Qingu's avatar

@anoop66, probably something like,

“Obey the people who wrote this.”

Confuscious's avatar

I tried reading the Bible like you would read a book, but you get lost pretty quick. Haven’t tried again since failing the first time. Now I just read small parts at a time.

anoop66's avatar

@Qingu Hehe Good one

Qingu's avatar

@Jewel, I’m not sure where you get “Be kind” from your religious reading. The Bible condones slavery and genocide. The Quran’s repeatedly says not to trust non-Muslims (“kufr,” or “infidels,”) and says that Allah will laugh at us as he tortures us in hell.

Even the Gita, long loved by hippies, isn’t all that nice in context. It’s a conversation between the warrior Arjuna and the incarnate god Krishna. The substance of it is that Krishna convinces Arjuna to “do his duty” and go to war, largely needlessly, against his family. The morality of the Gita is not “Be kind,” it’s “don’t ask questions when you’re supposed to be fighting a war.”

With few exceptions, any “be kind” morals in these texts are supposed to be applied only to the religious in-group.

MacBean's avatar

Cover-to-cover, I’ve read the Bible, the Book of Mormon, and the Talmud. And Dianetics, if you want to count that… I’m currently working my way (very slowly, because I’m also reading a freakin’ ton of other stuff) through both the Qur’an and the Tibetan Book of the Dead.

By the way. The Qur’an? Not exactly the wisest train reading. Stick to Dan Brown if you want to read religious hooey in public. Just a tip.

CaptainHarley's avatar

I’ve read the Bible cover-to-cover about five times over my lifetime ( I’m 66 years old ).

wildpotato's avatar

I’ve read the Upanisads, the Rigveda, some of the Mahabharata, the Ramayana, much of the Old Testament, and all of the New Testament. Also the Dead Sea Scrolls, if that counts.

Jacket's avatar

I have read most of the OT and the NT. The OT is a bit of a heavy read imho. Not much of a source for guidance in todays world. I find more relevant truth on the internet. But interesting. I think everybody should read the bible, and other scripture like the Koran. It gives some insight if one wants to understand and discuss religion.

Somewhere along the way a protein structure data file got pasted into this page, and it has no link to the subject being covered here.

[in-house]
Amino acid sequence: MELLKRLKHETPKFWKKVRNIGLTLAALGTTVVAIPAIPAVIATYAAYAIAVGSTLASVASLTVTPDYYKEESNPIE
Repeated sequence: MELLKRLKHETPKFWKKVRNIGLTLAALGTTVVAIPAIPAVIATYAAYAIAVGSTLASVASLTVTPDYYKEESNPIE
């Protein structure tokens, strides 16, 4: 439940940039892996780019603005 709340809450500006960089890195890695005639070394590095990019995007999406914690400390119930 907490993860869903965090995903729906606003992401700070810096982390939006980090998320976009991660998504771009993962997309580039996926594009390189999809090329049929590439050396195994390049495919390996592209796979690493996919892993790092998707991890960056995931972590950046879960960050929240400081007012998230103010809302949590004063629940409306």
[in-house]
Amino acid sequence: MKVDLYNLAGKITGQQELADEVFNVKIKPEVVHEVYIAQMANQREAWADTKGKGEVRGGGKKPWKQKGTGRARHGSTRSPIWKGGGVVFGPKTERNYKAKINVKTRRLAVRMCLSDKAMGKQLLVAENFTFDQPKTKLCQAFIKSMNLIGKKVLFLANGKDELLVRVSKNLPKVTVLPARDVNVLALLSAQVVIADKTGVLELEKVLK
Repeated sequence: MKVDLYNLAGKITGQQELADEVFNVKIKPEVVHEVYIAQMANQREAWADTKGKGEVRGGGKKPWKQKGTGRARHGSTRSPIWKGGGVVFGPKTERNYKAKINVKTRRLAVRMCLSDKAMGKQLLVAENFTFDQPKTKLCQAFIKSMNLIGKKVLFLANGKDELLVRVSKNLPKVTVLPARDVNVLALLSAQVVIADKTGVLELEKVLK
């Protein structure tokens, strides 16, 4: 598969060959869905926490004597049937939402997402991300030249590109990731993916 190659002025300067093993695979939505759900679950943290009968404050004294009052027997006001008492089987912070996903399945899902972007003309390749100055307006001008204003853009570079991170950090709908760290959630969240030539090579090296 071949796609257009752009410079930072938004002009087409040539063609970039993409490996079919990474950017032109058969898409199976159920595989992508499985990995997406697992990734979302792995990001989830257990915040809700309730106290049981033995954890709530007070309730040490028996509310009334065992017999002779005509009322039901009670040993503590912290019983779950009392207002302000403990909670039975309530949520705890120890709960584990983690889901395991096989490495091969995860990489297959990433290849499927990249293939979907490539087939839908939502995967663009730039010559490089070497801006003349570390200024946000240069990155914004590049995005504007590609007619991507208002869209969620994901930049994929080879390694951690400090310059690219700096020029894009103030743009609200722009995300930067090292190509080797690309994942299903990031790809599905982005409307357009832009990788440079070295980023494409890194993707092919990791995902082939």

anoop66's avatar

@Qingu Gita is like ‘you gotta do what you gotta do’. But most of it is quite pedantic

Qingu's avatar

By the way, I don’t mean to suggest that these “holy books” are bereft of any value. They’re fascinating texts to study, and extremely enlightening about the views and worlds of ancient cultures.

I just really object to the idea that, because these books are “holy,” they must contain some special set of wisdom. The only reason such books are “holy” is because their authors had the great idea to claim they spoke for God(s), and some critical mass of people were gullible enough to believe them.

MacBean's avatar

@wildpotato: The Dead Sea Scrolls count more than Dianetics, which I counted. XD

Jewel's avatar

I didn’t say that the books were all positive. As I noted, I am now agnostic (except when I am atheist). But looking at all of the positives in the books and writings that I have read, there are some underlying themes. One is to be kind to each other

Sophief's avatar

No, I haven’t.

Qingu's avatar

@Jewel, I really disagree. I don’t understand where you’re even getting that theme from. Maybe we have different standards for what counts as “be kind”? :)

Fyrius's avatar

I’ve read Dianetics cover to cover too. Along the outside.
And then I read the name of a science fiction writer on the spine and decided not to bother with the inside.

MacBean's avatar

@Fyrius: See, I got it when I was a twelve-year-old sci-fi geek. Had no idea what it was about. All I knew was… there was the name of a science fiction writer on the spine! And then it sat on a shelf gathering dust for five years or so before curiosity got the best of me and I actually read it. I mean, it was there, so why not?

Blackberry's avatar